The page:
Connectionism and compositionality: Why Fodor and Pylyshyn were wrong

Philosophical Psychology 6 (3):305-319 (1993)
This paper offers both a theoretical and an experimental perspective on the relationship between connectionist and Classical (symbol-processing) models. Firstly, a serious flaw in Fodor and Pylyshyn’s argument against connectionism is pointed out: if, in fact, a part of their argument is valid, then it establishes a conclusion quite different from that which they intend, a conclusion which is demonstrably false. The source of this flaw is traced to an underestimation of the differences between localist and distributed representation. It has been claimed that distributed representations cannot support systematic operations, or that if they can, then they will be mere implementations of traditional ideas. This paper presents experimental evidence against this conclusion: distributed representations can be used to support direct structure-sensitive operations, in a man- ner quite unlike the Classical approach. Finally, it is argued that even if Fodor and Pylyshyn’s argument that connectionist models of compositionality must be mere implementations were correct, then this would still not be a serious argument against connectionism as a theory of mind.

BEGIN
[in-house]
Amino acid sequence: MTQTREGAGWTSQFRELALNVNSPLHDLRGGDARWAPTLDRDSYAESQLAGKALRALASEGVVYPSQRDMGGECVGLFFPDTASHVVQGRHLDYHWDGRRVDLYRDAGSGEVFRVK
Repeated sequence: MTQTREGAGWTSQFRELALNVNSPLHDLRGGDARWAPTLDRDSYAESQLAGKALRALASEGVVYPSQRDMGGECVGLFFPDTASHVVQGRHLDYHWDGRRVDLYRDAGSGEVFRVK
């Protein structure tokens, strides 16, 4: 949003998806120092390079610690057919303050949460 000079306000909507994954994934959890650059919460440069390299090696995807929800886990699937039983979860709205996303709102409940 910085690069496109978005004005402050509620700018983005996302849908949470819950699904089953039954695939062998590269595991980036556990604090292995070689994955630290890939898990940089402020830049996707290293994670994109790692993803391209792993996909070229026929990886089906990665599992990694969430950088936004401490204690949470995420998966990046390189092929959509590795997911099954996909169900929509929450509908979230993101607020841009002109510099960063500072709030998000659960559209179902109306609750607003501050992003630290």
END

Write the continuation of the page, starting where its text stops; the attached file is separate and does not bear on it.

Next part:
Keywords Cognitivism  Compositionality  Connectionism  Epistemology  Fodor, J  Pylyshyn, Z
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DOI 10.1080/09515089308573094
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Terence E. Horgan & John L. Tienson (1987). Settling Into a New Paradigm. Southern Journal of Philosophy Supplement 26 (S1):97-113.

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